Armenia: New Friends and High Places



Starbucks Not. The Cafe Flagman near our hotel is our new hangout. It's all outdoors, with tables and comfortable sofas shaded from the sun by awnings made to look like sails. This is an interesting theme given that Armenia is landlocked, but I guess it's OK to get by with visions of the sea to go with these sunny skies.
We stopped here for dessert one evening, again for coffee one morning, and today to use the Wi-Fi, and catch up on writing. The hostess in the pink blouse was shy about using her English. At first we thought she didn't want to bother with us, but today when we walked in, she smiled and asked, "How are you?'' I think that makes us regulars.
We continue to enjoy meeting the people here in Armenia, thanks to some helpful connections made locally and through friends in Seattle.


A day trip into the countryside with Envoy Hostels led us to Kolya Torosyan, above, a musical instrument maker in his 80s. He lives in the village of Byurakan on the slopes of Mt. Aragats, the highest mountain in Armenia. He carved this traditional flute, called a duduk-doodook, from apricot wood in a closet-size workshop in back of his house. The flute has a warm, low-pitched saxophone sound. Soon it will be hanging


on our wall at home as the latest addition to Tom's musical instrument collection! The weather in Yerevan has been in the mid-70s and sunny most of the time, but at 10,500 feet, Mt. Aragats still has snow. It took our van quite a while to negotiate a rocky, uphill road to the top where we stopped briefly for a short walk and


photos before heading back down for a stop at the Amberd Fortress and a three and half mile hike to Byurakan. What remains of the fortress was finished in the 12th century after it was captured from the Turks. It's good we were here in May because the area is usually inaccessible because of snow. We were also able to walk to a church built sometime in the 11th century by Armenians. Armenia claims to be the first country in the world to adopt Christianity as its state religion in 301 AD. The official church is the Armenian Apostolic Church. It has a spiritual leader, similar to the Catholic pope, who lives outside of Yerevan in Etchmiadzin, the "Vatican City'' of Armenia.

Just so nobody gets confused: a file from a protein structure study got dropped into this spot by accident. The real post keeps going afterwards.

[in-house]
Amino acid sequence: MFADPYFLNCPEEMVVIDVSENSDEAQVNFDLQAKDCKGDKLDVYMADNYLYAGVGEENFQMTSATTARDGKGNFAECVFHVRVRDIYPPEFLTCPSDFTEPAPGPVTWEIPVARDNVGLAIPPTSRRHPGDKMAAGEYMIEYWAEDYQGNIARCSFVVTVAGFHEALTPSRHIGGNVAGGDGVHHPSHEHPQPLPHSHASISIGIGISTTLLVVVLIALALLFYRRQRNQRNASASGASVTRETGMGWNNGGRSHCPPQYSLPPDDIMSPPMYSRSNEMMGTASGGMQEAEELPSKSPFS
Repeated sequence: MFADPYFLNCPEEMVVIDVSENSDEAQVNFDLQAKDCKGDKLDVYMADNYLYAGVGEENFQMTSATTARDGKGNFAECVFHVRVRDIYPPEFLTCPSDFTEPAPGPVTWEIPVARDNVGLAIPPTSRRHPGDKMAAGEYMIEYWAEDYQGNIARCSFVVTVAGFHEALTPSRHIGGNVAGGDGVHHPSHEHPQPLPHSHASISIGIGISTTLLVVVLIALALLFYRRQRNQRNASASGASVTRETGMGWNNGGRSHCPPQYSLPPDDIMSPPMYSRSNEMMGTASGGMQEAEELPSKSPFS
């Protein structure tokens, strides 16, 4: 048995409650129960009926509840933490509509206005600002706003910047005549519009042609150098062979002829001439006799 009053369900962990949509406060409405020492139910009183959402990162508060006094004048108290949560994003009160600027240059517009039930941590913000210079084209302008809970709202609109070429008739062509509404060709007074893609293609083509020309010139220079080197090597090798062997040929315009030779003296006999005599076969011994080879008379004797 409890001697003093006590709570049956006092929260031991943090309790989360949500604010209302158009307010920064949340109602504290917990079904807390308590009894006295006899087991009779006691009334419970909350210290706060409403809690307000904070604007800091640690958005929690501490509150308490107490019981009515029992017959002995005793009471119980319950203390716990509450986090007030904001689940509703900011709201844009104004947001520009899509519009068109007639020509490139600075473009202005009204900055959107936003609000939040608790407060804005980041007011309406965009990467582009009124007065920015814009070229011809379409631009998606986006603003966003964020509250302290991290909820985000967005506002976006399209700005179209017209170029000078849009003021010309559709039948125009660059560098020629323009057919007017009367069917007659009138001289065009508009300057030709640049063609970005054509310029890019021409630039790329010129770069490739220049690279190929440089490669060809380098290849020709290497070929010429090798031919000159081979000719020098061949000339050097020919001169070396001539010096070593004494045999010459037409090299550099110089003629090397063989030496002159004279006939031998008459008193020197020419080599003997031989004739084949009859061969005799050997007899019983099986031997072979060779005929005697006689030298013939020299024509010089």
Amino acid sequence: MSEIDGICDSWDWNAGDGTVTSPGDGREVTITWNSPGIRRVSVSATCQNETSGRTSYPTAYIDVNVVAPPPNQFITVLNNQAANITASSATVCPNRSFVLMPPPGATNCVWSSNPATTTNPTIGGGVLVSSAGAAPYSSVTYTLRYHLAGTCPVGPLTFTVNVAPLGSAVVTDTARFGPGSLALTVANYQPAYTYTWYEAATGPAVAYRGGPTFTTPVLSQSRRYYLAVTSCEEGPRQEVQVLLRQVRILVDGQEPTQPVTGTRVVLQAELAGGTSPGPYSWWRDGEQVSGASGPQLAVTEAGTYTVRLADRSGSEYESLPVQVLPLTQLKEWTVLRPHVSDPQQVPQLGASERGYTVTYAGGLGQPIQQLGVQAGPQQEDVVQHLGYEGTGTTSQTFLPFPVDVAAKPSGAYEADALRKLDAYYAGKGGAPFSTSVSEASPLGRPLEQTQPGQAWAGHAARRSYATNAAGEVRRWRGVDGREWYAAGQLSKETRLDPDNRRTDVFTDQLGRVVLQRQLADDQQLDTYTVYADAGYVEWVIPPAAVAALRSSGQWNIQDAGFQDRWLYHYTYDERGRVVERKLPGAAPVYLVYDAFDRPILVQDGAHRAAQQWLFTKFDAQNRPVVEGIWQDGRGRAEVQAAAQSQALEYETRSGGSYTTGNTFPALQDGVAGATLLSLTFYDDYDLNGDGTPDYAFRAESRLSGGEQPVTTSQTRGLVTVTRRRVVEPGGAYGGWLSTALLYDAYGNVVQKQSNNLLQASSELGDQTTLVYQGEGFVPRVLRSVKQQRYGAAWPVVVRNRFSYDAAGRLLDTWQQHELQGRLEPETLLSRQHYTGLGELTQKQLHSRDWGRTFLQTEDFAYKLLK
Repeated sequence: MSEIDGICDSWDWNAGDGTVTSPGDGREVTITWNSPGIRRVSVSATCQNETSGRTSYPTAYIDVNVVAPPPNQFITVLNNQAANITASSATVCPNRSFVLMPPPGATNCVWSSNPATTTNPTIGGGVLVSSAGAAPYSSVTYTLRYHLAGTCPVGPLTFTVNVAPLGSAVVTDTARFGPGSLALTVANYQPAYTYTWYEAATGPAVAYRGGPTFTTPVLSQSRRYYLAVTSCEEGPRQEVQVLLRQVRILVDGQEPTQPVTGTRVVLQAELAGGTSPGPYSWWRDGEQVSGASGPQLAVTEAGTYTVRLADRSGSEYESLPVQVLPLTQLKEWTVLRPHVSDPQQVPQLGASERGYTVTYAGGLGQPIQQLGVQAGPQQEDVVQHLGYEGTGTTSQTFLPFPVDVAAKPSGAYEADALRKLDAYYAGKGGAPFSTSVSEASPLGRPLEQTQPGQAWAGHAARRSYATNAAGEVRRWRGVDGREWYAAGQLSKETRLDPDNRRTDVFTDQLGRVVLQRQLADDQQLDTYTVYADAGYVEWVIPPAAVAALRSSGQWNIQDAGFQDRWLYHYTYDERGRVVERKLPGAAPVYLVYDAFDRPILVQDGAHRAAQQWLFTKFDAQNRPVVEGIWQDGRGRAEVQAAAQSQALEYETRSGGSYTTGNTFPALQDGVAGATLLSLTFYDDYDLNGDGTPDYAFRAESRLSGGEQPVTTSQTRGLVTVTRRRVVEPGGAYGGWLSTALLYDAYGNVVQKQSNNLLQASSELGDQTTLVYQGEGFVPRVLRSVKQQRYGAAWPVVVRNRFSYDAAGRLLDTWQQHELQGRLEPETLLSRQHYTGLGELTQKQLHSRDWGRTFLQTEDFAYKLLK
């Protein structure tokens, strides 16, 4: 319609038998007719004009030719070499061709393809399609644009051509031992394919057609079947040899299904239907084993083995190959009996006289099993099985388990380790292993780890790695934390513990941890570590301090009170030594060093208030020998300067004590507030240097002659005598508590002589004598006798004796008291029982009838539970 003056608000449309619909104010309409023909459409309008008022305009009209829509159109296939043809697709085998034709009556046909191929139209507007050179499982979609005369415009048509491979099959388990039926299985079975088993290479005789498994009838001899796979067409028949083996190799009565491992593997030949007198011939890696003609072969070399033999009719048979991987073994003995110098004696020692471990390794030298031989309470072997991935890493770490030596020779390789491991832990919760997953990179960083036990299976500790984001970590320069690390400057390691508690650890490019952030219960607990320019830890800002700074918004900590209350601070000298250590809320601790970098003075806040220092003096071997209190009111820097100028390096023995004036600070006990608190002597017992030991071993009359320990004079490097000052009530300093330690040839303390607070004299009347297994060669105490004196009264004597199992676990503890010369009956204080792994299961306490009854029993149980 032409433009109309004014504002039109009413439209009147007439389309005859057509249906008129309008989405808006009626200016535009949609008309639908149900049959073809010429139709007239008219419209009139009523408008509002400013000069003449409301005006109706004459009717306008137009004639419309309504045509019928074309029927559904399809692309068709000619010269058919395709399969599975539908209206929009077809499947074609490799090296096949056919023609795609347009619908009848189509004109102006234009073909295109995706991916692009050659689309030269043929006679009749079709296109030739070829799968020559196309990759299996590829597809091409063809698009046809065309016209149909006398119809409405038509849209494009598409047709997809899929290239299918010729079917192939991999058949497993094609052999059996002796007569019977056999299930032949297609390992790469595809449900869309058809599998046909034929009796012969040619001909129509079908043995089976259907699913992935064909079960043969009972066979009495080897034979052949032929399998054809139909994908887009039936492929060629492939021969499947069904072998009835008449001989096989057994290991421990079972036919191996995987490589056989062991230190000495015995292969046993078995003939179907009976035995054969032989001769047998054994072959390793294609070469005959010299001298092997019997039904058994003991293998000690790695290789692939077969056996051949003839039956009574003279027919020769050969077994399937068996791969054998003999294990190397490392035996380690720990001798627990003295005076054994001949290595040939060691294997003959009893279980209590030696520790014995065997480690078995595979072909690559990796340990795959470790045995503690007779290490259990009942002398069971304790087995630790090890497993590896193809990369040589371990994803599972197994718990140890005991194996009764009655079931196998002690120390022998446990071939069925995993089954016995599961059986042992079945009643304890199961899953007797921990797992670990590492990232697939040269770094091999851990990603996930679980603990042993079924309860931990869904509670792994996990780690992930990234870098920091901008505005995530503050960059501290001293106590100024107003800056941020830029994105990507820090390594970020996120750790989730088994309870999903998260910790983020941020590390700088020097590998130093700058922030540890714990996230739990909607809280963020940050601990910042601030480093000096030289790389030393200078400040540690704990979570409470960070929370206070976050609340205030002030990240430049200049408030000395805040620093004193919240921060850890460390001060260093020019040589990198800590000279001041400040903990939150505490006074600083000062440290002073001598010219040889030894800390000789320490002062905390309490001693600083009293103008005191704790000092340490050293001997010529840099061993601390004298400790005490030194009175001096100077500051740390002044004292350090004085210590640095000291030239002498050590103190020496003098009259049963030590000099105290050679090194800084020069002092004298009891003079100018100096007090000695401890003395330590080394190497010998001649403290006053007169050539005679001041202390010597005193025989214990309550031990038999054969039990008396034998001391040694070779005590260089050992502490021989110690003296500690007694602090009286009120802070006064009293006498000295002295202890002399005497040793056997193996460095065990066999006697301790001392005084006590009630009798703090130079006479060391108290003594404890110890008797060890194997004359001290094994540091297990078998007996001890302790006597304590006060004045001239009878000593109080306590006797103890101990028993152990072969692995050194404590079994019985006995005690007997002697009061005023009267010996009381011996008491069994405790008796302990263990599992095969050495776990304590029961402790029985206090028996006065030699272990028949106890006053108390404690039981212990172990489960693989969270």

Our hiking guides, two sharp young women in their 20s, lead the way along a steep path through fields of wild poppies to a river and waterfalls. It was tough-going in some places, at least for us. The others in our group were in their 20s and 30s. But we managed to keep up, with stops along the way to smell the wild oregono and fennel.




Thanks to a co-worker at The Seattle Times with a friend living in Yerevan, we visited the Maran Winery, below, for one of the most enjoyable wine-tastings I've ever experienced. Anna Israelyan, the online editor of a newspaper here, organized the whole evening for us and another journalist friend.


We began with a walk through the vineyards, then it was down into the cellars for snacks and a relaxed evening of tasting and talking. The owner and his son spent two hours with us, opening bottle after bottle, as they explained the history of wine-making in Armenia. According to Biblical legend, it dates back to grapes planted by Noah on the slopes of Mount Ararat.


Anna, on the right, did a two-week internship at The Seattle Times a few years ago. I regret that I didn't get to know her then, but was glad to have the opportunity to meet her here in Yerevan. Sadly, the print media isn't doing any better here than in the U.S. Just for fun, here's a photo showing how to spell "newspaper" in Armenian.


We took the minibus back to Tbilisi before catching a flight to Istanbul, and it was a much better ride than we had coming to Yerevan. There were just nine people on the bus and little baggage compared to 18 people on the way in with suitcases stuffed everywhere. The rest stops were vastly improved. "Five minutes,'' our driver said when he pulled into this bakery. It was barely enough, given the crowds. Women were holding their arms out for stacks of these big rounds of bread fresh from the oven. We managed to squeeze in line and come away with a warm chocolate muffin and four cookies for a total cost of of $1.

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